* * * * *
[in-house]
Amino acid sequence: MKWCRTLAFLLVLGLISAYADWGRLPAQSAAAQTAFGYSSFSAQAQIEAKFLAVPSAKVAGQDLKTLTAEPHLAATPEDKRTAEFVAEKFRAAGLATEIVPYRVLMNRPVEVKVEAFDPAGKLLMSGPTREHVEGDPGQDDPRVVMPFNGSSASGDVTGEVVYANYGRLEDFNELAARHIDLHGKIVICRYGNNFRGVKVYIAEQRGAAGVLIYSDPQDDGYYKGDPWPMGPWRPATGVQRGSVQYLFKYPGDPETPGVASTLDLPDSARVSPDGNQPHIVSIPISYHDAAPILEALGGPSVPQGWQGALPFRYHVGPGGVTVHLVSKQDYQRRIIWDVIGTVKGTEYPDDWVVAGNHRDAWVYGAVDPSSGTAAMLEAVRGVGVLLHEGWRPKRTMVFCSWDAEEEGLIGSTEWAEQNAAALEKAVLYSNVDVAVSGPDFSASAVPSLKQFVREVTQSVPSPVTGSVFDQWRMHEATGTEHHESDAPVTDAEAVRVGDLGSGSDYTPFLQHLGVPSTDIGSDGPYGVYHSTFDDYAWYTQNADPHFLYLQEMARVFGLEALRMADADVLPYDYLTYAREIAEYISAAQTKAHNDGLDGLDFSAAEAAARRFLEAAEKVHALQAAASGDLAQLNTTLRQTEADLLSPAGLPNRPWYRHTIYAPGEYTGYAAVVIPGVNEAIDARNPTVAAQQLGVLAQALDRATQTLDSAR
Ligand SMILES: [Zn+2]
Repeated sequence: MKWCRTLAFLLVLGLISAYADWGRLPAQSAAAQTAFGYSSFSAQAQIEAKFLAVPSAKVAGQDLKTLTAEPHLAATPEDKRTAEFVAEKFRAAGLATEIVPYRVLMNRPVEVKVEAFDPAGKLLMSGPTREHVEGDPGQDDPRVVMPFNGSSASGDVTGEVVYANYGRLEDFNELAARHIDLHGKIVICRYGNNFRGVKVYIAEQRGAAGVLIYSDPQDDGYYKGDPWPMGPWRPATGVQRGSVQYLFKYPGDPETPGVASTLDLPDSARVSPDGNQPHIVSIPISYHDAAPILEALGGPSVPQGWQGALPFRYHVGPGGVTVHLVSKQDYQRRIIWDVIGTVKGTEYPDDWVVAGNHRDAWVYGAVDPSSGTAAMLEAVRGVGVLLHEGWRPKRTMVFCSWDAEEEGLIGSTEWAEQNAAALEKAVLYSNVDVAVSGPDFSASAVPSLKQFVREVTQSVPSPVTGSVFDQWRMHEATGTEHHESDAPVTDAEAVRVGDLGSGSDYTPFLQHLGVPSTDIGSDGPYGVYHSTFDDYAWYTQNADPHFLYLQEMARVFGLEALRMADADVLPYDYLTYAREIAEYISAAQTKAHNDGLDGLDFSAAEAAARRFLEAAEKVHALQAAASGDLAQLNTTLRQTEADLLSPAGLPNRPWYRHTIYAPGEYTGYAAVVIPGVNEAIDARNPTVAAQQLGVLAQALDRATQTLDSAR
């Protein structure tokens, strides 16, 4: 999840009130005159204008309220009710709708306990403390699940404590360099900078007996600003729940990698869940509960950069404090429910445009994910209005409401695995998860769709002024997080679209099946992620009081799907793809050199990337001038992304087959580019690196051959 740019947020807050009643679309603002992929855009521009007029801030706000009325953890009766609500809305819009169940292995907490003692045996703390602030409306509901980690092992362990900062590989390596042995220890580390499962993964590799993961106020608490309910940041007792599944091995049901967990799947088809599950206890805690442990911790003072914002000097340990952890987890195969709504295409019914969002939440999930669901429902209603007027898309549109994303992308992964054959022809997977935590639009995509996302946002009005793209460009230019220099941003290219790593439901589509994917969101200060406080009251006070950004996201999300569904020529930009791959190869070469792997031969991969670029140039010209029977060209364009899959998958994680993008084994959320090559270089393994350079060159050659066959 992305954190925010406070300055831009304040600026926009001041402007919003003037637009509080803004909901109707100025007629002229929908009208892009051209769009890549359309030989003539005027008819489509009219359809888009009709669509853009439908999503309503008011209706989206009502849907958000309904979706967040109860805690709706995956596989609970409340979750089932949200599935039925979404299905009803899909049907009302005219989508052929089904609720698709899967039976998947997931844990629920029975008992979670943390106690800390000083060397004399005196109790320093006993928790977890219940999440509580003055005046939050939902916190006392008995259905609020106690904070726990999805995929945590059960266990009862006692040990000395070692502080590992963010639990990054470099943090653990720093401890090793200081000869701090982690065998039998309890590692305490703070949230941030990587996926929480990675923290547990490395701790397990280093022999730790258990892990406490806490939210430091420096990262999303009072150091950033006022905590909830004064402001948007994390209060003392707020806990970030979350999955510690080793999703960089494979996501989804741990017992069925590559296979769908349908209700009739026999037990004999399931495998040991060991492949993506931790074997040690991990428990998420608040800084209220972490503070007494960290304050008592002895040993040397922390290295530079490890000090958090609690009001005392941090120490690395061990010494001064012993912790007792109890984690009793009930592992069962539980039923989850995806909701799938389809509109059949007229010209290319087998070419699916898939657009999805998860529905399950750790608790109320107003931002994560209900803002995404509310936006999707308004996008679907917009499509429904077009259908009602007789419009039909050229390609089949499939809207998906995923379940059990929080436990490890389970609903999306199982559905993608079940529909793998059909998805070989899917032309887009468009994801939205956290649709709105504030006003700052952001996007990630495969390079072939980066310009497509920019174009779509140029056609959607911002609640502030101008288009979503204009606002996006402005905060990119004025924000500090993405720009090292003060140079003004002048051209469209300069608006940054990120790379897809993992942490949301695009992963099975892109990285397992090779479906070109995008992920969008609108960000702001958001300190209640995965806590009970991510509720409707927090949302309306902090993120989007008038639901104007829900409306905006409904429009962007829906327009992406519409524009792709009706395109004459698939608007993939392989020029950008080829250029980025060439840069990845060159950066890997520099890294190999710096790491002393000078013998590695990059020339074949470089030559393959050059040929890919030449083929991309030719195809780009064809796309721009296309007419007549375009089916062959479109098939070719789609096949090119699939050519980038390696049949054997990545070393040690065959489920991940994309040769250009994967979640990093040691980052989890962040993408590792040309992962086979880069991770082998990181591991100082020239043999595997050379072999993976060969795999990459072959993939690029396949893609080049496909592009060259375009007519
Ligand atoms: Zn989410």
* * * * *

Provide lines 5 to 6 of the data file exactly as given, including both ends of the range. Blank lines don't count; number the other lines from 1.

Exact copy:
């Protein structure tokens, strides 16, 4: 999840009130005159204008309220009710709708306990403390699940404590360099900078007996600003729940990698869940509960950069404090429910445009994910209005409401695995998860769709002024997080679209099946992620009081799907793809050199990337001038992304087959580019690196051959 740019947020807050009643679309603002992929855009521009007029801030706000009325953890009766609500809305819009169940292995907490003692045996703390602030409306509901980690092992362990900062590989390596042995220890580390499962993964590799993961106020608490309910940041007792599944091995049901967990799947088809599950206890805690442990911790003072914002000097340990952890987890195969709504295409019914969002939440999930669901429902209603007027898309549109994303992308992964054959022809997977935590639009995509996302946002009005793209460009230019220099941003290219790593439901589509994917969101200060406080009251006070950004996201999300569904020529930009791959190869070469792997031969991969670029140039010209029977060209364009899959998958994680993008084994959320090559270089393994350079060159050659066959 992305954190925010406070300055831009304040600026926009001041402007919003003037637009509080803004909901109707100025007629002229929908009208892009051209769009890549359309030989003539005027008819489509009219359809888009009709669509853009439908999503309503008011209706989206009502849907958000309904979706967040109860805690709706995956596989609970409340979750089932949200599935039925979404299905009803899909049907009302005219989508052929089904609720698709899967039976998947997931844990629920029975008992979670943390106690800390000083060397004399005196109790320093006993928790977890219940999440509580003055005046939050939902916190006392008995259905609020106690904070726990999805995929945590059960266990009862006692040990000395070692502080590992963010639990990054470099943090653990720093401890090793200081000869701090982690065998039998309890590692305490703070949230941030990587996926929480990675923290547990490395701790397990280093022999730790258990892990406490806490939210430091420096990262999303009072150091950033006022905590909830004064402001948007994390209060003392707020806990970030979350999955510690080793999703960089494979996501989804741990017992069925590559296979769908349908209700009739026999037990004999399931495998040991060991492949993506931790074997040690991990428990998420608040800084209220972490503070007494960290304050008592002895040993040397922390290295530079490890000090958090609690009001005392941090120490690395061990010494001064012993912790007792109890984690009793009930592992069962539980039923989850995806909701799938389809509109059949007229010209290319087998070419699916898939657009999805998860529905399950750790608790109320107003931002994560209900803002995404509310936006999707308004996008679907917009499509429904077009259908009602007789419009039909050229390609089949499939809207998906995923379940059990929080436990490890389970609903999306199982559905993608079940529909793998059909998805070989899917032309887009468009994801939205956290649709709105504030006003700052952001996007990630495969390079072939980066310009497509920019174009779509140029056609959607911002609640502030101008288009979503204009606002996006402005905060990119004025924000500090993405720009090292003060140079003004002048051209469209300069608006940054990120790379897809993992942490949301695009992963099975892109990285397992090779479906070109995008992920969008609108960000702001958001300190209640995965806590009970991510509720409707927090949302309306902090993120989007008038639901104007829900409306905006409904429009962007829906327009992406519409524009792709009706395109004459698939608007993939392989020029950008080829250029980025060439840069990845060159950066890997520099890294190999710096790491002393000078013998590695990059020339074949470089030559393959050059040929890919030449083929991309030719195809780009064809796309721009296309007419007549375009089916062959479109098939070719789609096949090119699939050519980038390696049949054997990545070393040690065959489920991940994309040769250009994967979640990093040691980052989890962040993408590792040309992962086979880069991770082998990181591991100082020239043999595997050379072999993976060969795999990459072959993939690029396949893609080049496909592009060259375009007519
Ligand atoms: Zn989410």